Intermodal growth of 3.4% for Q3 was in line with year-to-date results, according to the Intermodal Association of North America’s third quarter Intermodal Market Trends and Statistics report.
The international market segment showed some volatility as its volumes climbed 3.3% in July and 6.4% in August, then slowed to 1.6% growth in September. Nevertheless, the segment closed the quarter with a 4% increase, almost even with the 4.1% growth in domestic containers.
“The international market segment normalized this quarter after dealing with the lingering effects of Q1 port congestion that were still felt during the second quarter,” said Joni Casey, president and CEO of IANA. “Overall we are seeing international container trends approaching pre-recession levels and domestic volume gains returning to numbers that are comparable to international.”
The domestic trailer market segment shrunk 3.1% in a quarter-over-quarter comparison, making Q3 the fifth consecutive quarter of dipping trailer volumes. This deflated the quarterly gains realized in total intermodal loads. However, September domestic container growth of 6% helped boost overall domestic numbers.
The seven highest-density trade corridors, accounting for 66% of total intermodal volume, rose 3.7% this quarter, exceeding the industry average. Growth rates for each individual corridor varied widely. The intra-Southeast corridor, positively affected by stronger imports and rising market share over trucking, experienced gains of over 20%. Meanwhile, the South Central-Southwest corridor volumes decreased by 5.9%, with international particularly affected.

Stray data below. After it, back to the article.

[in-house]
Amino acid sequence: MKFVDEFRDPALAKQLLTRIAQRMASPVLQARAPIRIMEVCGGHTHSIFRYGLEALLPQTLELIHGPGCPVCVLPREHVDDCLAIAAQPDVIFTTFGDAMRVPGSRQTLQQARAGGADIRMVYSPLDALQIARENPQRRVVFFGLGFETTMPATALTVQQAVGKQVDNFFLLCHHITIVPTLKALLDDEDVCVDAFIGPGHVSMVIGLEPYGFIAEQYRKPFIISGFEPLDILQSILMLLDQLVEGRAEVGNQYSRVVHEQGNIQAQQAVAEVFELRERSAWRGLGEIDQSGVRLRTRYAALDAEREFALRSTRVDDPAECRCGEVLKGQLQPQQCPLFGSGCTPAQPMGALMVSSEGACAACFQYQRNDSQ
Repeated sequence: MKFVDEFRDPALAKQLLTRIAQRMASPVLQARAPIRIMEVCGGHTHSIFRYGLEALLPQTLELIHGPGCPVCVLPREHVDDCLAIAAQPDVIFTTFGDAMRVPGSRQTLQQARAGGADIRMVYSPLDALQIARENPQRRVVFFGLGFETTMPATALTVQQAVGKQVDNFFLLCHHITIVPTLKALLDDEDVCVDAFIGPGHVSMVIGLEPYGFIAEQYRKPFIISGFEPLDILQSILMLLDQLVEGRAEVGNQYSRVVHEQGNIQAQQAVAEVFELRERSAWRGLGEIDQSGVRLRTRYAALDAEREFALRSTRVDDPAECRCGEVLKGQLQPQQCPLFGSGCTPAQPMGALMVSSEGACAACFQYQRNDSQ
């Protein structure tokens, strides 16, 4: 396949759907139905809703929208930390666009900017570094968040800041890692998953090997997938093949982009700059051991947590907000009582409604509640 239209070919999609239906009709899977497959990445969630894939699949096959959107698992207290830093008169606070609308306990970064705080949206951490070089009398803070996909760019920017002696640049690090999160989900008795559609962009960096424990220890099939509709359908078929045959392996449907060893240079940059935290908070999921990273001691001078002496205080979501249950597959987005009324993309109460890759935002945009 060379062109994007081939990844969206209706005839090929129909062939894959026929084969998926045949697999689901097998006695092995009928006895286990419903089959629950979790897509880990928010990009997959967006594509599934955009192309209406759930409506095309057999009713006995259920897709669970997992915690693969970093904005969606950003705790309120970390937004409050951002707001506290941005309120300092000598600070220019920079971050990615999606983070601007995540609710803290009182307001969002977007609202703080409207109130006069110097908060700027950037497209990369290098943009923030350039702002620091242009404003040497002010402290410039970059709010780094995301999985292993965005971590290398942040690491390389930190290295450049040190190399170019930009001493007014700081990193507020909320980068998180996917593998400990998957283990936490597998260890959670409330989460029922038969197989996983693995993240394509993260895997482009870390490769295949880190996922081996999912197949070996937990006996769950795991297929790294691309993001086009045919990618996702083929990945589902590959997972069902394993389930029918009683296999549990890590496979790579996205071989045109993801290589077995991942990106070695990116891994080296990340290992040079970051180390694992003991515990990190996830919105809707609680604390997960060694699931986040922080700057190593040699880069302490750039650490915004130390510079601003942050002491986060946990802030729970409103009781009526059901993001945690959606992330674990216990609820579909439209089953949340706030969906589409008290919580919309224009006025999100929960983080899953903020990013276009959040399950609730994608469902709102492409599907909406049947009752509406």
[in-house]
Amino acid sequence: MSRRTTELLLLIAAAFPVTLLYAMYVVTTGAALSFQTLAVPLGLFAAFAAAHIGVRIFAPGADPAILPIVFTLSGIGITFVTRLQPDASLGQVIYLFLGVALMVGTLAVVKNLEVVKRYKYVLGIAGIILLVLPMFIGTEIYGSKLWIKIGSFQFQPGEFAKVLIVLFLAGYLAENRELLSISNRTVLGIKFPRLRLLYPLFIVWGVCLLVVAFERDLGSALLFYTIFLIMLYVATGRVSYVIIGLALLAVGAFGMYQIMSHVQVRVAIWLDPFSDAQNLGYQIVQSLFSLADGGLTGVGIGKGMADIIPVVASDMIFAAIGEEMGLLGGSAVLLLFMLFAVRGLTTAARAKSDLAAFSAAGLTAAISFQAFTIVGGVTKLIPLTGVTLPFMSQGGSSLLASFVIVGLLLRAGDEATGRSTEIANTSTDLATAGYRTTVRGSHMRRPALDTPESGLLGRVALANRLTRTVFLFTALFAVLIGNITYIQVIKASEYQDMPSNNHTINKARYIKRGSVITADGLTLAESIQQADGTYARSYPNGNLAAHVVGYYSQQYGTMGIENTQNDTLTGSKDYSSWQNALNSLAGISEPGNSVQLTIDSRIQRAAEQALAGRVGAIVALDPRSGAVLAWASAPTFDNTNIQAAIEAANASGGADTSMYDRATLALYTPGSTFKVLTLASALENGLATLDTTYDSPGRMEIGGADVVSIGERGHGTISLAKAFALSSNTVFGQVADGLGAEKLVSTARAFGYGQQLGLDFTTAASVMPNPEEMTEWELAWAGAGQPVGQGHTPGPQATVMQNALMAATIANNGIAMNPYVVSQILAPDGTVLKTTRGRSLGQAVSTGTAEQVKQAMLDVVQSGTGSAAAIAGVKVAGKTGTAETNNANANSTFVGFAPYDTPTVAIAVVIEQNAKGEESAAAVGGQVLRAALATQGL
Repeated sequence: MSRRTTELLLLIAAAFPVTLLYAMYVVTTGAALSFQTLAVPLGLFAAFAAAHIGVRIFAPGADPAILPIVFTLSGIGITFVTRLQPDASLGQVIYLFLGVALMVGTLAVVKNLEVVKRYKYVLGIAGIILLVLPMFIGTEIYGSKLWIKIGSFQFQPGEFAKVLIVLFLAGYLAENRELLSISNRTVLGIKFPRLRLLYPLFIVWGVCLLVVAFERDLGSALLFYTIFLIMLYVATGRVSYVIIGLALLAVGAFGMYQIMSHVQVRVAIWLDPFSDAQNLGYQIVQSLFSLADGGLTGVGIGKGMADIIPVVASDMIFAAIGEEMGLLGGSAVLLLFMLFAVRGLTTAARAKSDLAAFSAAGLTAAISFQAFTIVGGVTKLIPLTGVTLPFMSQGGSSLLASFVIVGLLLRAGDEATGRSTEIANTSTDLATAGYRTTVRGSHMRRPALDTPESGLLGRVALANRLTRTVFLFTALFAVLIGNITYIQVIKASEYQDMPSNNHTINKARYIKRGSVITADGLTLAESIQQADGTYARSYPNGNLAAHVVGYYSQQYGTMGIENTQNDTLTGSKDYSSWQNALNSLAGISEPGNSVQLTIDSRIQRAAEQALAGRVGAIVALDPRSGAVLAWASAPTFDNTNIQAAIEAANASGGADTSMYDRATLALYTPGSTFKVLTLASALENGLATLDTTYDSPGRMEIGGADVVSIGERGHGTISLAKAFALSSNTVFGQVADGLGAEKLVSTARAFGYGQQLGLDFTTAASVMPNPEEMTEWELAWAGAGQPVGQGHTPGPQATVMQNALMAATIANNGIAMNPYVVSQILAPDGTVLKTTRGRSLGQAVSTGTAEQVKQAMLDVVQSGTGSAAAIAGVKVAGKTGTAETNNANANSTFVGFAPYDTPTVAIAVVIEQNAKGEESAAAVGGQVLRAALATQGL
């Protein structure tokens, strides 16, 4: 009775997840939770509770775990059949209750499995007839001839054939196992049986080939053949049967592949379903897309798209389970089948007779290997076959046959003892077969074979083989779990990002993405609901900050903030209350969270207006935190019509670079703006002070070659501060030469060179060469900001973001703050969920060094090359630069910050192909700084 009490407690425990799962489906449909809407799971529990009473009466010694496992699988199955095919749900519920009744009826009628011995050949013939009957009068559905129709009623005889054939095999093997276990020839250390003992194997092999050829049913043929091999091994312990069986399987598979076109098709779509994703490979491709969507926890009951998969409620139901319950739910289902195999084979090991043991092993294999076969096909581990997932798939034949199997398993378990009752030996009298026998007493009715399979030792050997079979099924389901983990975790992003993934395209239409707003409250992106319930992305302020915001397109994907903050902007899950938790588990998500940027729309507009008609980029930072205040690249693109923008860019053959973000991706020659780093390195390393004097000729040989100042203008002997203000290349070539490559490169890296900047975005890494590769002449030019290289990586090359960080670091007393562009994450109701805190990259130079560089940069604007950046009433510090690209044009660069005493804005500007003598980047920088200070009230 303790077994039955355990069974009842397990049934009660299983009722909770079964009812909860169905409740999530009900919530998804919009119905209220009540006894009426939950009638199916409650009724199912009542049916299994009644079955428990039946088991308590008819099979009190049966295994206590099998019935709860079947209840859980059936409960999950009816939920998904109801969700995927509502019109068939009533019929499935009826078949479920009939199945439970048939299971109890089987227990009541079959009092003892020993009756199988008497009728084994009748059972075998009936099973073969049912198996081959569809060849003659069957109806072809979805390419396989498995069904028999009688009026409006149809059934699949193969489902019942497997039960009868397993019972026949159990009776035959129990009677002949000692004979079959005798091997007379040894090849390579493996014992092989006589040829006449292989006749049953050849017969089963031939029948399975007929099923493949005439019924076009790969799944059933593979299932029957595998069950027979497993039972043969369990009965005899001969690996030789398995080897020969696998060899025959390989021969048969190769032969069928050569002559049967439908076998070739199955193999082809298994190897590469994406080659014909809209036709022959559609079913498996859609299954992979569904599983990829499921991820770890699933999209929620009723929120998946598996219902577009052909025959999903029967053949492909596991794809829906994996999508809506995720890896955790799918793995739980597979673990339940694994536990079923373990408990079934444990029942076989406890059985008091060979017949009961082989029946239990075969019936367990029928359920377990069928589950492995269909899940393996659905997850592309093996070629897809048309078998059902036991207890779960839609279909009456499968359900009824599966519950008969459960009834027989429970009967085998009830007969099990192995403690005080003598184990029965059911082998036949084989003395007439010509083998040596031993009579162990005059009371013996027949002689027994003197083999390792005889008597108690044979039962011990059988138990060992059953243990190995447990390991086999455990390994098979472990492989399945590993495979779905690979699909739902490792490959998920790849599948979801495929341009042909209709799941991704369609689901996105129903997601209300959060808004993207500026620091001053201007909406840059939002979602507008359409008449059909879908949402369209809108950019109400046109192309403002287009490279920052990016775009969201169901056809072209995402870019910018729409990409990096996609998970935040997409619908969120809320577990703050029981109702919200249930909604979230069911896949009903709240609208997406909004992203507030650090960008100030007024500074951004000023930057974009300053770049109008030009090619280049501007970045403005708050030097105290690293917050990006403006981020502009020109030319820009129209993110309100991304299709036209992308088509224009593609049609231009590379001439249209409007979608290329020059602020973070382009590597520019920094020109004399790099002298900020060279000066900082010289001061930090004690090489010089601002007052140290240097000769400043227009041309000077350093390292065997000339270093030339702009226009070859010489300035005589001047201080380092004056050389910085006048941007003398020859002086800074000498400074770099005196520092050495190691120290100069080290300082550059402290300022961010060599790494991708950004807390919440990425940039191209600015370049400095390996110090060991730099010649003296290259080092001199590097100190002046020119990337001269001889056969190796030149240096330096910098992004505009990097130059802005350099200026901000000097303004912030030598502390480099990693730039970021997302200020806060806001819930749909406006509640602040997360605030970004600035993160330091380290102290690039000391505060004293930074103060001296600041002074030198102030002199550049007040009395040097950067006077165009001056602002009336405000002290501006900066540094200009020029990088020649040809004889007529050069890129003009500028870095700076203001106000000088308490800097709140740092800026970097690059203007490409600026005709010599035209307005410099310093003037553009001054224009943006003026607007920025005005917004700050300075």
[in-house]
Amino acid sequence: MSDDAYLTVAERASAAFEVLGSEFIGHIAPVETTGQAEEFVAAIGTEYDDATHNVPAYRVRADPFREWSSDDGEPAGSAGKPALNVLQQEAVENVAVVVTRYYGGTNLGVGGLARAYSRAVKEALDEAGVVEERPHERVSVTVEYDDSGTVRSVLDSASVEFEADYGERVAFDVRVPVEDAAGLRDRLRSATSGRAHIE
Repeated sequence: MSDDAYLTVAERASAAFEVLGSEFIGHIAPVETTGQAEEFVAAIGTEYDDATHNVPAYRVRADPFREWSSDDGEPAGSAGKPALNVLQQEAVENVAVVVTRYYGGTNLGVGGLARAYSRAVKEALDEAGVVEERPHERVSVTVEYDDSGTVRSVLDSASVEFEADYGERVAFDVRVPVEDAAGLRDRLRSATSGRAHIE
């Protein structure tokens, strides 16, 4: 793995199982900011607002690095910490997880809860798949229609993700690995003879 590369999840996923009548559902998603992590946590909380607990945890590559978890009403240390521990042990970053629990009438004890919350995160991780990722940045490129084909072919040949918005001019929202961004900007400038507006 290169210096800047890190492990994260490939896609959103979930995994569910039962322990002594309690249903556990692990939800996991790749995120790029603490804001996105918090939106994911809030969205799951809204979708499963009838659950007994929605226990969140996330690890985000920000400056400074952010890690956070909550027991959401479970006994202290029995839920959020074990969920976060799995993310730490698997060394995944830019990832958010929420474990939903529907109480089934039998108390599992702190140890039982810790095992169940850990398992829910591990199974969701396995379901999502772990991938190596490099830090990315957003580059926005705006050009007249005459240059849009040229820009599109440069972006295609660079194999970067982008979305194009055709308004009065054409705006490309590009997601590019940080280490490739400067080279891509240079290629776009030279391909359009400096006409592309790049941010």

Regional traffic growth was overall positive in Q3, despite significant losses in the South Central region and slight declines in Western Canada. The South Central area’s 9.2% decline is largely the result of a fall in international shipments. The Northwest and Southeast regions countered with substantial volume increases in Q3, rising 9.9% and 9.1%, respectively.
Intermodal Marketing Companies demonstrated clear growth in market share during a period of depressed freight output. Highway loadings shot up 10%, while intermodal loadings rose by just under 2%, combining to produce an overall volume increase of 5.2%. However, revenue decreases in both highway and intermodal loadings, resulting in a 3% decline, yielded mixed results for IMCs this quarter.